Prediction of 24-hour sodium excretion from spot urine samples in South African adults: a comparison of four equations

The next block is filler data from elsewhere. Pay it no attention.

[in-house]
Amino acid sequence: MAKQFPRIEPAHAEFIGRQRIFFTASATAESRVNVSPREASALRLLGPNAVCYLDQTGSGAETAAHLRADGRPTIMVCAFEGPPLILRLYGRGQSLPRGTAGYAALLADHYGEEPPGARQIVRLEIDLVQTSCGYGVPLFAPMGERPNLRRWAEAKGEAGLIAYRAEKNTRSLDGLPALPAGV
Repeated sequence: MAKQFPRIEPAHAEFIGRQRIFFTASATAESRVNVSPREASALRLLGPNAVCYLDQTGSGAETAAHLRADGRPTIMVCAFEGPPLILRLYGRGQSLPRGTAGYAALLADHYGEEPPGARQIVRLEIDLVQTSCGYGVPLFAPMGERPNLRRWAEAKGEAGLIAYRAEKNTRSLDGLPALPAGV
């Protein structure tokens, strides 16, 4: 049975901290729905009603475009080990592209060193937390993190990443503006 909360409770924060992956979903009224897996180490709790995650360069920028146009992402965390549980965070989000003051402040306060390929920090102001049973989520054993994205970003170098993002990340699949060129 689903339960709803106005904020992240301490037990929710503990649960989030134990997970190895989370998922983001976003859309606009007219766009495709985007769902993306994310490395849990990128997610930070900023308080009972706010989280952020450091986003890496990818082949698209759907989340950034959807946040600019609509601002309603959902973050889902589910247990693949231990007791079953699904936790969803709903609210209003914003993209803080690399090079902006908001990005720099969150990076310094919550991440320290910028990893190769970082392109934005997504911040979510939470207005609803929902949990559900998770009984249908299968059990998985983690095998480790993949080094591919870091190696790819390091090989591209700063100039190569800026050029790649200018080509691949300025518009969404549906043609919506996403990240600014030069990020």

Repeated 24-hour urine collection is considered to be the gold standard for assessing salt intake. This is often impractical in large-population studies, especially in low–middle-income countries. Equations to estimate 24-hour urinary salt excretion from a spot urine sample have been developed, but have not been widely validated in African populations. This study aimed to systematically assess the validity of four existing equations to predict 24-hour urinary sodium excretion (24UNa) from spot urine samples in a nationally representative sample of South Africans. Spot and 24-hour urine samples were collected in a subsample (n = 438) of participants from the World Health Organisation Study on global AGEing and adult health (SAGE) Wave 2 in South Africa in 2015. Measured 24UNa values were compared with predicted 24UNa values from the Kawasaki, Tanaka, INTERSALT and Mage equations using Bland–Altman plots. In this subsample (mean age 52.8 ± 16.4 years; body mass index 30.2 ± 8.2 kg/m2; 76% female; 73% black African; 42% hypertensive), all four equations produced a significantly different population estimate compared with the measured median value of 6.7 g salt/day (IQR 4.4–10.5). Although INTERSALT underestimated salt intake (−3.77 g/d; −1.64 to −7.09), the other equations overestimated by 1.28 g/d (−3.52; 1.97), 6.24 g/d (2.22; 9.45), and 17.18 g/d (8.42; 31.96) for Tanaka, Kawasaki, and Mage, respectively. Bland–Altman curves indicated unacceptably wide levels of agreement. Use of these equations to estimate population level salt intake from spot urine samples in South Africans is not recommended.